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This remote cabin was stick built and then sided with rough sawn hemlock in the board and batten style. The remote location presented a challenge when it came to prepping the wood for the timber oil stain. Using the normal cleaner and brightener was not an option for this wood stain project. The wood was allowed to weather for several months before the stain was applied.
Woodrich Brand Timber Oil stain can be applied to new construction projects right away. We do usually recommend that new construction is treated with a wood cleaner and brightener prior to staining. Because that was not an option for this project, the best course of action was to wait and let the wood age a bit.
Rough Sawn Hemlock Board and Batten Siding with Timber Oil Stain in Brown Sugar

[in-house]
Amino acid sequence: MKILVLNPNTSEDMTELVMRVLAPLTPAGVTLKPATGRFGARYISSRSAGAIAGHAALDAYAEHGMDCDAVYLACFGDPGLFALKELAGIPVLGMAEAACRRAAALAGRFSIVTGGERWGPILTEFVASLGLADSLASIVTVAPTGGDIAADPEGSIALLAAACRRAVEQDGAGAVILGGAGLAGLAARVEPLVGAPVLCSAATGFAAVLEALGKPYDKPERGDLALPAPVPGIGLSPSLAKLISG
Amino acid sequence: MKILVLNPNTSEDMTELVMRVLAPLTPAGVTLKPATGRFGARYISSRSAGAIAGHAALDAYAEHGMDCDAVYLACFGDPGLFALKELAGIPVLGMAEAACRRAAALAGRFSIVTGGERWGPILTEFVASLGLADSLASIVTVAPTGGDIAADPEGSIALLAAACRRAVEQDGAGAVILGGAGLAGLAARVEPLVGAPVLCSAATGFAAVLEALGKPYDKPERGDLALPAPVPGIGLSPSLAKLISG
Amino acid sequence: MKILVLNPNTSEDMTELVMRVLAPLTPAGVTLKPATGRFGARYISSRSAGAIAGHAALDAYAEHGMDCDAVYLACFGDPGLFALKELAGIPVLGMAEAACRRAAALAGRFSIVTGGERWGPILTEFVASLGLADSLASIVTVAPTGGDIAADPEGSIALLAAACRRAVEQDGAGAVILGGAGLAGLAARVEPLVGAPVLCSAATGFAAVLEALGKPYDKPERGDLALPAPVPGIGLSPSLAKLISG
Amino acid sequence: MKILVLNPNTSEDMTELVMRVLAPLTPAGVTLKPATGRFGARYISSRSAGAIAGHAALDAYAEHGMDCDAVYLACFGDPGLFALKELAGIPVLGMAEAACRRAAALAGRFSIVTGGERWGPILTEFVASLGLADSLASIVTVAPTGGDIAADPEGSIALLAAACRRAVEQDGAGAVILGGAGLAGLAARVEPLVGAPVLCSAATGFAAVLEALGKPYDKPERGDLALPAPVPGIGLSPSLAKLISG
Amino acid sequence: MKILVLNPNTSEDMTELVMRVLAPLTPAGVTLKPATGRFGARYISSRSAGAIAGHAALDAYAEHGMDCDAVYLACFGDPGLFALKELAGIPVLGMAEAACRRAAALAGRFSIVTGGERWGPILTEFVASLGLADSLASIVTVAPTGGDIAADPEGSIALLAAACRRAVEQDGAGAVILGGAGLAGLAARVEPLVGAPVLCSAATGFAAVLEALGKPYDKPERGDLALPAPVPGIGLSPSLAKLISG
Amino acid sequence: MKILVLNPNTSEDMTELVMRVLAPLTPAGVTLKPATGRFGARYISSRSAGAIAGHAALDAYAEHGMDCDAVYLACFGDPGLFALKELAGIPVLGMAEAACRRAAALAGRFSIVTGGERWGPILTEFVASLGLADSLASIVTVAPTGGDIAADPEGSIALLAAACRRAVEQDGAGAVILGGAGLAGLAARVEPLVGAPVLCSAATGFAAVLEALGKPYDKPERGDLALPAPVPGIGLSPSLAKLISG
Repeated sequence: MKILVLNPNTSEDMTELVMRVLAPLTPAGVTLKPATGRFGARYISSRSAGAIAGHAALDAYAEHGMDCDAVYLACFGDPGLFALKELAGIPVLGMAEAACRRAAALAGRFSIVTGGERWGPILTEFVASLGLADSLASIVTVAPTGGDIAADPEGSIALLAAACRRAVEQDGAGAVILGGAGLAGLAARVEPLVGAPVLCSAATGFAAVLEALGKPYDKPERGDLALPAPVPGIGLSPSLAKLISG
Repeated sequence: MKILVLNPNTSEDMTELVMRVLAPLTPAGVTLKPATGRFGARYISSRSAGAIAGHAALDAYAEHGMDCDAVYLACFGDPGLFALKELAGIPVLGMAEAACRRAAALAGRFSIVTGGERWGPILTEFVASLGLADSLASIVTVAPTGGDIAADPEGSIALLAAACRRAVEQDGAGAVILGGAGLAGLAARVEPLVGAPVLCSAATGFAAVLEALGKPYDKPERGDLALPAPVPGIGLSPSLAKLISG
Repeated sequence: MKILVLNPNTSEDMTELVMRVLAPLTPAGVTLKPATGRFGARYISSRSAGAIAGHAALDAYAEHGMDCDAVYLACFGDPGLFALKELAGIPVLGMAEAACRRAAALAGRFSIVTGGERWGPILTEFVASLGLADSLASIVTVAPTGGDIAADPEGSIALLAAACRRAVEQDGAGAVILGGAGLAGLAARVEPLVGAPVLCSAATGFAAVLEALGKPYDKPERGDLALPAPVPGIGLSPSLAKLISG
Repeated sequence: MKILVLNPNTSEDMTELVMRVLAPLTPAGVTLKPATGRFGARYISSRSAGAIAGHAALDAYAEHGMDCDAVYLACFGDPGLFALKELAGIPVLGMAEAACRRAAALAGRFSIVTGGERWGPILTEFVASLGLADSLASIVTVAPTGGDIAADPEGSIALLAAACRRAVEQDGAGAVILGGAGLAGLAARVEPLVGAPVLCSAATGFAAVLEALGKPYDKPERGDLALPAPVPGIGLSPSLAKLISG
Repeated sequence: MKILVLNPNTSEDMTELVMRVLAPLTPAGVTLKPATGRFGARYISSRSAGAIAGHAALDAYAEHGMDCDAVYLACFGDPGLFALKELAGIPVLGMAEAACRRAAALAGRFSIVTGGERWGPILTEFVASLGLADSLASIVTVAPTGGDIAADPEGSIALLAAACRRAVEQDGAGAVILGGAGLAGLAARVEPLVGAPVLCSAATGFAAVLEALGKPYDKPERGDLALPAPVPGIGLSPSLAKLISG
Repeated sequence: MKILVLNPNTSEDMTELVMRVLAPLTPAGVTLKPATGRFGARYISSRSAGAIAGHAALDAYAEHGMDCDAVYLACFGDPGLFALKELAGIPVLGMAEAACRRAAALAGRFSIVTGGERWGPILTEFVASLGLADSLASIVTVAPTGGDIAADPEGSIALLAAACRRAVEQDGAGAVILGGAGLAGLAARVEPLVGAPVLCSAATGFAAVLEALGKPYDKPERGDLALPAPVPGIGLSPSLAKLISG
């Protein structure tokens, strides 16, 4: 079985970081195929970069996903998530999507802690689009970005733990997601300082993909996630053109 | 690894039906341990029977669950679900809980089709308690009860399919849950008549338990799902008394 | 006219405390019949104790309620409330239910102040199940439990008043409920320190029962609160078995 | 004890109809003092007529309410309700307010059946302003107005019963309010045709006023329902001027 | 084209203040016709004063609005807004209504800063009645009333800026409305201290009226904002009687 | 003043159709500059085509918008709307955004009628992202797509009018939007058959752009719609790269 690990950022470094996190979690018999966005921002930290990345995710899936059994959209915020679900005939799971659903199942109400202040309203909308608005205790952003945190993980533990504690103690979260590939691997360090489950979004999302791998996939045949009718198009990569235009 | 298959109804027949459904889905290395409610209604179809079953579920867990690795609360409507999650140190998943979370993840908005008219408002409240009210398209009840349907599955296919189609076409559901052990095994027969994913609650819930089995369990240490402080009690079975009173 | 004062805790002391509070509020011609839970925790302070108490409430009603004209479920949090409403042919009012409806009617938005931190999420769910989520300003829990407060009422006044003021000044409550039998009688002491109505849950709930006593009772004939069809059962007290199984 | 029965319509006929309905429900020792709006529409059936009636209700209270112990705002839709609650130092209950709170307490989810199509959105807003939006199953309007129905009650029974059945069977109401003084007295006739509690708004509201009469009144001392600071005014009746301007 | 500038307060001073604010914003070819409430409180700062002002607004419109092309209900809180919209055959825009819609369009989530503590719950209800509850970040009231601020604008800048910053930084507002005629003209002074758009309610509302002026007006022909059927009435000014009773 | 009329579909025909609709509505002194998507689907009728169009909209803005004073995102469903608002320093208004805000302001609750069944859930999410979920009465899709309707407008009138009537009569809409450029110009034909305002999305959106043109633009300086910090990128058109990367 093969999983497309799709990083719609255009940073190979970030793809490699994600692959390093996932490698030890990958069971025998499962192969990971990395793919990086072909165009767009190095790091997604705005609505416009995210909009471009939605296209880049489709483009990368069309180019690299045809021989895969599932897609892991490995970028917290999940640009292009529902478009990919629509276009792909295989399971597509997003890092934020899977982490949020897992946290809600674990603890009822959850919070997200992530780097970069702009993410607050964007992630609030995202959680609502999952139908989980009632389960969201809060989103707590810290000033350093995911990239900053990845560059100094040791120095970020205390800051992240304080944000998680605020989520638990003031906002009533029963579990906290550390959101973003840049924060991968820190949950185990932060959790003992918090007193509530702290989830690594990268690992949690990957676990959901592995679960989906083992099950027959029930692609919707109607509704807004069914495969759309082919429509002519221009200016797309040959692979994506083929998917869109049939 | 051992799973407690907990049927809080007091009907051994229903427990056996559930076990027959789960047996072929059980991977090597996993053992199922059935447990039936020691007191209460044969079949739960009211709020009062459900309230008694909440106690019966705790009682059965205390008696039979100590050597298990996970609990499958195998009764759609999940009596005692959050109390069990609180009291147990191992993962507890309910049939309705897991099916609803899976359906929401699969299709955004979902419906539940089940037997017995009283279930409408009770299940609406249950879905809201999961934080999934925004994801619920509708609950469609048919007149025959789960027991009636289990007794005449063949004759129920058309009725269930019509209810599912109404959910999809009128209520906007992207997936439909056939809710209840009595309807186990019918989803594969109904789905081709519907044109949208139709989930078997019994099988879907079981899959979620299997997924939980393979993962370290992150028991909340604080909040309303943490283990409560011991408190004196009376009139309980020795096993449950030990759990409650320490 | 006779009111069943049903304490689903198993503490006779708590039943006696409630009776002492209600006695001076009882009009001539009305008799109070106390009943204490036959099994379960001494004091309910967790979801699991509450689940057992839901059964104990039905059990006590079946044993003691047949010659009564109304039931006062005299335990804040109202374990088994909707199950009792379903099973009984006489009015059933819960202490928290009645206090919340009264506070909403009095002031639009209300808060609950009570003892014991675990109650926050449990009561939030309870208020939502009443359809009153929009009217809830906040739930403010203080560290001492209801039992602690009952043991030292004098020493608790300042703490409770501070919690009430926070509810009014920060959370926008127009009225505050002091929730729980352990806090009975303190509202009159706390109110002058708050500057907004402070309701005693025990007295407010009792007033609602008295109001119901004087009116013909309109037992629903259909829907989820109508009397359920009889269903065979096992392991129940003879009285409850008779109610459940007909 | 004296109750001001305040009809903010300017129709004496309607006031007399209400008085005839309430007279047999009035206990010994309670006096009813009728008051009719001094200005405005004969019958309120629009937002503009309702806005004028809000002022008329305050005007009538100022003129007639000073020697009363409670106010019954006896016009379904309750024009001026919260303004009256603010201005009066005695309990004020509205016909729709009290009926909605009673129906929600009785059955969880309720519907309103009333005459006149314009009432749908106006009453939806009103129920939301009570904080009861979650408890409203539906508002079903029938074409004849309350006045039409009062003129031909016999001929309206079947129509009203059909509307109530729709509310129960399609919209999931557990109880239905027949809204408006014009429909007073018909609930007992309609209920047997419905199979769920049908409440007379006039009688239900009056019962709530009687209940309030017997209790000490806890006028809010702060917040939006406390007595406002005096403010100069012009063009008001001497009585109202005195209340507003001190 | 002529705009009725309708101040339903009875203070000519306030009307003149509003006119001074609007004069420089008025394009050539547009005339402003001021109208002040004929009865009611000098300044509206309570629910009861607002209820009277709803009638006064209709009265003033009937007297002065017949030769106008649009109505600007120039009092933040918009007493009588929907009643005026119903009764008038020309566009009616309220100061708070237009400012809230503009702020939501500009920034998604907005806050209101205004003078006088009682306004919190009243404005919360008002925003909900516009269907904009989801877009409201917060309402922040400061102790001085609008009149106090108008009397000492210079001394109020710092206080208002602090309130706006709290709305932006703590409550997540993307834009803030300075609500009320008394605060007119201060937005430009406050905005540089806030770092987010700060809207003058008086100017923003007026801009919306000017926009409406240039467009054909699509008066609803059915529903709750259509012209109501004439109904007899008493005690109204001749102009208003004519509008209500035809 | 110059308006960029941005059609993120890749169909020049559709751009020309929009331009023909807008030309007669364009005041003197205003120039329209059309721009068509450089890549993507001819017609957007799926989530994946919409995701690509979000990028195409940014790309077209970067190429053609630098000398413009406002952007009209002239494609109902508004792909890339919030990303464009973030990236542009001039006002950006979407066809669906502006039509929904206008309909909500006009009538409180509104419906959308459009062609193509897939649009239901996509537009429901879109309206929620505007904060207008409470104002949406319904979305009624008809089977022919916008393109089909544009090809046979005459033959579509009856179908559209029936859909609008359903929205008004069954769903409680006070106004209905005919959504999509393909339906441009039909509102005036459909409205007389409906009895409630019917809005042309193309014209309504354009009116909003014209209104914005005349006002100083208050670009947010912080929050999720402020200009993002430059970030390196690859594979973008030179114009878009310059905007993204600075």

Woodrich Brand Timber Oil can be applied by brush, stain pad, rag, sprayer or any combination. The goal is always to allow the wood to soak up as much product as possible. Most often it is fastest and easiest to spray the stain onto the wood and then lay it out with a brush or stain pad. This is sometimes called “flood coating.” You use the sprayer (a pump style garden sprayer with a fan tip works great) to flood the surface of the wood with stain. Then you give it a few minutes to soak up as much stain as possible. Finally, if needed, you can use a brush or stain pad to move excess stain that didn’t soak into a dry area you have not stained yet. This method for timber oil stain works very well with a board and batten style of siding.
Saturating the wood with stain means the protection will last much longer than a simple surface staining. Allowing the wood to soak up as much stain as possible also results in a rich beautiful finish.
The Finished Wood Stain Project
We would like to thank P.G. of Pittsburgh PA for sharing these project photos with us. Way to rock the hemlock, you did an outstanding job! Click here to view our products.